Augustine‘s anti-Manichean writings indicate a growing appreciation for the history of Israel as a witness to the one God. In particular, his exegetical response in the massive Contra Faustum demonstrates how a more serious engagement with the history of Israel shaped his theology.
Explores the theological underpinnings of ancient Christian theophany interpretation regarding polemic and the formation of Christian identity, the relationship between vision and spiritual transformation, and theological claims about knowing God through creation. Argues that Augustine‘s challenge to traditional claims that Christ appeared in the Old Testament theophanies demonstrates the critical and creative capacity of early Christian authors to adapt and transform exegetical traditions.
An overview of medieval development of the theology of angels and of Reformation critiques.
An overview of the post-biblical development of the theology of angels in patristic Greek and Latin sources.
Explores how early and medieval Christian authors defined female identity paradoxically, both identical to the male in spiritual dignity and inferior socially, ecclesially, and spiritually. The tension created by this paradox yielded both constructive and destructive results historically.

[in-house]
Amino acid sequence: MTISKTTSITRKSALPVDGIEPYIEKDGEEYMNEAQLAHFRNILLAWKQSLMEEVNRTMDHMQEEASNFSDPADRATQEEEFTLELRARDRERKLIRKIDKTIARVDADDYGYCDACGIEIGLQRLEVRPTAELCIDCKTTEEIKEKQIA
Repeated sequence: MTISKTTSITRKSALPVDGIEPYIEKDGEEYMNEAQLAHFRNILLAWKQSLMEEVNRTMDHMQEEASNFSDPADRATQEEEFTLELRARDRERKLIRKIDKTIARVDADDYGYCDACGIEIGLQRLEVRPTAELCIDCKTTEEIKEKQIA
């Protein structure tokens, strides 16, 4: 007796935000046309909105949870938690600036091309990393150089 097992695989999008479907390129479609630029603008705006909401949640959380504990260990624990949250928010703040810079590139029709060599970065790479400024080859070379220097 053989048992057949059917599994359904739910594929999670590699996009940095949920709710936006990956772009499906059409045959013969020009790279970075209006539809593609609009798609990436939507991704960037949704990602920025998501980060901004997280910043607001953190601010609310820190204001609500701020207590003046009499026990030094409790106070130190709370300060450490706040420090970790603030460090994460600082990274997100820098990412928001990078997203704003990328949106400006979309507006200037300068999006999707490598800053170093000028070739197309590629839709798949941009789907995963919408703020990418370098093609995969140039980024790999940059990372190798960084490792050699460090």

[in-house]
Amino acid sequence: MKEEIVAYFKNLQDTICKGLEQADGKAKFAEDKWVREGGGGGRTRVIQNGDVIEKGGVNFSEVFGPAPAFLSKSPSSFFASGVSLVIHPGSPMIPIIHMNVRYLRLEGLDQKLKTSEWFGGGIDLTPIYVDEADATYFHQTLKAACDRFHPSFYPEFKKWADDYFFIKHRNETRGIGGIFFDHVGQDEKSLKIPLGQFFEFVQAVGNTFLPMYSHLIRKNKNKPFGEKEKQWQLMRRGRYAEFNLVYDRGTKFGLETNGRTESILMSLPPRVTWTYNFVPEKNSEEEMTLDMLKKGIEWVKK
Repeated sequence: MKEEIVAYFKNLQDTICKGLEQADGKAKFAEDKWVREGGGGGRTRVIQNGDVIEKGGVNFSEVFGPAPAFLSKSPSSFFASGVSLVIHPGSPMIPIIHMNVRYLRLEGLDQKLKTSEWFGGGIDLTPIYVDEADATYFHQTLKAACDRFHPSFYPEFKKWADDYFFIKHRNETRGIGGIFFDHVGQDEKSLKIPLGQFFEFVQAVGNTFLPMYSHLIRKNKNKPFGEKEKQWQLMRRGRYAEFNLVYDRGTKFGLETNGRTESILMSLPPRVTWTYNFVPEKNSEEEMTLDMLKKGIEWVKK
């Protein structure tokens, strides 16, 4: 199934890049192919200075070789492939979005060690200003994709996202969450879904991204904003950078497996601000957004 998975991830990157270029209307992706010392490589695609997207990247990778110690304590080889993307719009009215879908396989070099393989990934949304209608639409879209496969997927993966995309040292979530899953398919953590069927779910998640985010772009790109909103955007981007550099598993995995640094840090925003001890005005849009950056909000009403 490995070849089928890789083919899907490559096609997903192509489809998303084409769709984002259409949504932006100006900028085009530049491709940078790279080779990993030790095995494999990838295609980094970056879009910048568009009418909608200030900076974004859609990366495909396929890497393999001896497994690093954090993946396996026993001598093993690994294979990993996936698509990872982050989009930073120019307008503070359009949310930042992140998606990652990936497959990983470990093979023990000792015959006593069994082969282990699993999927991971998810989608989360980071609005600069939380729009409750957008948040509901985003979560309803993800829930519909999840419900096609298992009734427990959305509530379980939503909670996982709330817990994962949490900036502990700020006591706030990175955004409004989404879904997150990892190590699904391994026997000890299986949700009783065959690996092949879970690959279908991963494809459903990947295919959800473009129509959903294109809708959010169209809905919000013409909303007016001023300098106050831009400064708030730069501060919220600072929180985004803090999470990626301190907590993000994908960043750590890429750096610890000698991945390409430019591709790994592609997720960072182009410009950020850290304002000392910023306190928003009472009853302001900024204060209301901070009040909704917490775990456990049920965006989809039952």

Examines how Augustine challenged ancient Christian claims that Christ appeared in the Old Testament theophanies of Genesis and Exodus, arguing that his developing Trinitarian theology reframed Christological exegesis.
Explores early Christian (2nd through 4th century) exegetical claims that Christ appeared in the Old Testament, arguing that similar ―audacious hermeneutical leaps‖ created continuity in periods of theological and spiritual crisis. However, managing such threats of discontinuity often created further problems.
Explores different forms of ancient Christian (2nd to late 4th century) interpretation of Galatians 3:28, considering views on baptism, asceticism, and social hierarchy.